“The lack of clear direction on new offshore drilling rules and regulations from the administration has had a chilling effect on activity in the Gulf,” said Karen Harbert, president and CEO of the U.S. Chamber’s Institute for 21st Century Energy. “While a renewed focus on safety measures, spill prevention, and advanced technology must continue to be pursued aggressively, it must be concurrent with responsible development. Keeping American energy resources offline in the Gulf will only lead to sending more money overseas for oil, less energy security in the short- and long-term, and the loss of thousands of American jobs in a region that cannot afford this hit.”
Already weakened by the devastating accident at the Macondo rig in April, Louisiana faces losses of up to 10,000 jobs this summer if the moratorium persists, with more than 20,000 job losses possible in the next 12-18 months, according to the Louisiana Department of Economic Development. Offshore operations in the Gulf of Mexico support over 150,000 jobs and account for more than 30% of domestic oil production. In addition, energy contributes $65 billion to Louisiana’s $210 billion economy.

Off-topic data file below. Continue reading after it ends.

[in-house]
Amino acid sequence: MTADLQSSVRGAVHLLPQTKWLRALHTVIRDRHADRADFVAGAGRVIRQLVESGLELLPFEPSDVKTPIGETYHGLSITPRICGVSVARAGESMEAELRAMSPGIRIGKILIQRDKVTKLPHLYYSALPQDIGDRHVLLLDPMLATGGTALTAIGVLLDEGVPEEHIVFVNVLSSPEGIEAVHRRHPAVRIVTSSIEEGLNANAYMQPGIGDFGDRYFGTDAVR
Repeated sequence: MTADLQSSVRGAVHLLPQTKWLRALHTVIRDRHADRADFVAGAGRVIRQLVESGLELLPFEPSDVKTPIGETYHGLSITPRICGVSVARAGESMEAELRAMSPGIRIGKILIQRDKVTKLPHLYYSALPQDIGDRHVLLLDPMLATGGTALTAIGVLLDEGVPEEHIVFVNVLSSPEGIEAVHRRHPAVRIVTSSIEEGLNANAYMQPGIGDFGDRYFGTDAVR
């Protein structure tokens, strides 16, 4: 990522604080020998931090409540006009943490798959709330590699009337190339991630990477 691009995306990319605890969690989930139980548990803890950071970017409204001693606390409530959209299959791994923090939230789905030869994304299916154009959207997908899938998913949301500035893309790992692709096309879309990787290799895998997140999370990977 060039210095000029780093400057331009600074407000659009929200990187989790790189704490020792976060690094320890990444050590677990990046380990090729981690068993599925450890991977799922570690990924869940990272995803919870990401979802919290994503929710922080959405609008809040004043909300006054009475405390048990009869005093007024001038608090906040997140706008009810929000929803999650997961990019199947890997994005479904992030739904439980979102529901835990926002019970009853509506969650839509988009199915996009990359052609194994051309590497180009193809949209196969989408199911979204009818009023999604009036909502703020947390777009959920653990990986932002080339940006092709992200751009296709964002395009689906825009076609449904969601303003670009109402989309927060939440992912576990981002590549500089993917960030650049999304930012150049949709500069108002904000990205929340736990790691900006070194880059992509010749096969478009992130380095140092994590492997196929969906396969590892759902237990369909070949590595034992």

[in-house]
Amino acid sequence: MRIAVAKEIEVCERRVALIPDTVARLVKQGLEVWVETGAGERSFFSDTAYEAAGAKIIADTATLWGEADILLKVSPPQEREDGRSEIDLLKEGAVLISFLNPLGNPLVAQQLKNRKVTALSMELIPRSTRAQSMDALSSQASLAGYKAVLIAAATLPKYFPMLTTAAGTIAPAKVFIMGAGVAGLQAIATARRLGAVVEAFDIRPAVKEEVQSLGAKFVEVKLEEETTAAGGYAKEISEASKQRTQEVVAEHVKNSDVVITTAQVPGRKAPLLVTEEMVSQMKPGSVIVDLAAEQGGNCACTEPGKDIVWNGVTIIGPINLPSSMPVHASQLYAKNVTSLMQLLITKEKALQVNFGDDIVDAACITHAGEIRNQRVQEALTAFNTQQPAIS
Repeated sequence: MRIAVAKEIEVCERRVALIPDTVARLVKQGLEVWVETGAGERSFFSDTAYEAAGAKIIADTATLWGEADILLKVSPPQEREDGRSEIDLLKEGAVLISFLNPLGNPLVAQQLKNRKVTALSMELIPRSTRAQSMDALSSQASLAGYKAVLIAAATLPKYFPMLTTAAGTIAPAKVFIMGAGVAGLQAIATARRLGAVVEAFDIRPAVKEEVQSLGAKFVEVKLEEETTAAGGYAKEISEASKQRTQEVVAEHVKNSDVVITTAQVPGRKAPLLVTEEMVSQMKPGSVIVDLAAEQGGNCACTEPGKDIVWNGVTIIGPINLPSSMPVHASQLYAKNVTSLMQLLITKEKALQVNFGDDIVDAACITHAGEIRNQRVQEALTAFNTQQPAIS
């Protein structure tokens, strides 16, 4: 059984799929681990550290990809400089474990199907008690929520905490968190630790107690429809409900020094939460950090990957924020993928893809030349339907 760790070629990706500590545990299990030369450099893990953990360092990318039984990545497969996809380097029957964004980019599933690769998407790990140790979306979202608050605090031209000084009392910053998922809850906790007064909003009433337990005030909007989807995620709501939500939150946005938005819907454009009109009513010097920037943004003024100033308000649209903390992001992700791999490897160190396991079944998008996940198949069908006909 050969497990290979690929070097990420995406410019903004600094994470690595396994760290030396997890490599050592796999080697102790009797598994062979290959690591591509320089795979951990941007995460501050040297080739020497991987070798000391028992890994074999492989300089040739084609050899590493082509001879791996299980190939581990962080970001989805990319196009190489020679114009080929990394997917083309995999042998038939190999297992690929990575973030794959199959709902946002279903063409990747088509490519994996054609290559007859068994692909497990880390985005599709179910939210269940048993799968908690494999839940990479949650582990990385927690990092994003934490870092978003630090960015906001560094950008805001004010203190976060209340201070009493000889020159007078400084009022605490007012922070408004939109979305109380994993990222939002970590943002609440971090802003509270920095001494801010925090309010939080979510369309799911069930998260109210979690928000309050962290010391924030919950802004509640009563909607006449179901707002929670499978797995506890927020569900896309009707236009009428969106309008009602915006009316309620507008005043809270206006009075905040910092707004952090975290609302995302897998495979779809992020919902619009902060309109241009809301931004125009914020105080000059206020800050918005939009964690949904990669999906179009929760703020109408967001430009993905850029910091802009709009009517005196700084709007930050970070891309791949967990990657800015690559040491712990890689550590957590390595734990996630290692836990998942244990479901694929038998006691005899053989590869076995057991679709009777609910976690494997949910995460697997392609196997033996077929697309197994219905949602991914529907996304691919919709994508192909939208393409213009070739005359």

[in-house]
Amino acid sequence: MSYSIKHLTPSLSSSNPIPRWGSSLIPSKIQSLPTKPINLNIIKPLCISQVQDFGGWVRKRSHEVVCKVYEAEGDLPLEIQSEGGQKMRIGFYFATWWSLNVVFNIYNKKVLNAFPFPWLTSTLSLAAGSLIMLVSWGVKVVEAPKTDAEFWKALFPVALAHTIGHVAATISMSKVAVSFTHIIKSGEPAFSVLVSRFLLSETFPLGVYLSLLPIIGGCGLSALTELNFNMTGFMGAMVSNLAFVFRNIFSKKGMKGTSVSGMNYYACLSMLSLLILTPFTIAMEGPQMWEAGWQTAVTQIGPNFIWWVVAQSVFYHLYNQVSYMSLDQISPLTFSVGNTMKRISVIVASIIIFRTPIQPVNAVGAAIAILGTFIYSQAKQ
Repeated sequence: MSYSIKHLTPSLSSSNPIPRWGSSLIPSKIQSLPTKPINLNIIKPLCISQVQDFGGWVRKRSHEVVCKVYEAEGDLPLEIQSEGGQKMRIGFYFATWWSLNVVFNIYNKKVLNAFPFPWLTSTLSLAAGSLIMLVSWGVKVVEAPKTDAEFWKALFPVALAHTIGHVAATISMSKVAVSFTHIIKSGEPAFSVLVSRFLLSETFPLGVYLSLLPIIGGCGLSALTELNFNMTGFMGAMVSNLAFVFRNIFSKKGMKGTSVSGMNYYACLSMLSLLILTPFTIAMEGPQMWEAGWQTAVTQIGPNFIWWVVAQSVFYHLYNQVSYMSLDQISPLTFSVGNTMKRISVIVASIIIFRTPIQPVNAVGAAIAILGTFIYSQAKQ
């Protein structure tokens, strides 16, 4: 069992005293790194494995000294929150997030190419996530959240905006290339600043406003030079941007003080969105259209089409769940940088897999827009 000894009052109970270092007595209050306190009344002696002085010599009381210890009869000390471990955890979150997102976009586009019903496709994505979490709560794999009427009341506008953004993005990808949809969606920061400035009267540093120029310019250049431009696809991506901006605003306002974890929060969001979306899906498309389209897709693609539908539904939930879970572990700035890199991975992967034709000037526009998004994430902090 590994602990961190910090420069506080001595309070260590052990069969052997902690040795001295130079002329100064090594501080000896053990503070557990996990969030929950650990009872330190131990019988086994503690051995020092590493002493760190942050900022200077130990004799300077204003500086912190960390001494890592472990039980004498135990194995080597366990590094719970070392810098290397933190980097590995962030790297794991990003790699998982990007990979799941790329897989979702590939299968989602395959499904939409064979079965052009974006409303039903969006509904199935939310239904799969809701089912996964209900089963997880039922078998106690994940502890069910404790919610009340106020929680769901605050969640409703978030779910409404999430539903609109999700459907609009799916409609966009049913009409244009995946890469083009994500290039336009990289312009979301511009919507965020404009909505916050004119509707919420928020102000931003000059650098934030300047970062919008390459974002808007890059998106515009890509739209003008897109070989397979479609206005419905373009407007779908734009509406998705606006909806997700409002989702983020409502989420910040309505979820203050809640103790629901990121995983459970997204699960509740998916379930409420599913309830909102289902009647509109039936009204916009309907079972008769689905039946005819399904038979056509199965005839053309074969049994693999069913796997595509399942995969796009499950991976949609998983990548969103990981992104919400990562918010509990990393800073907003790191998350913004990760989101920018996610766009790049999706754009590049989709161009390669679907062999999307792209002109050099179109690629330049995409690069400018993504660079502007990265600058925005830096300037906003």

The Daily You Shreveport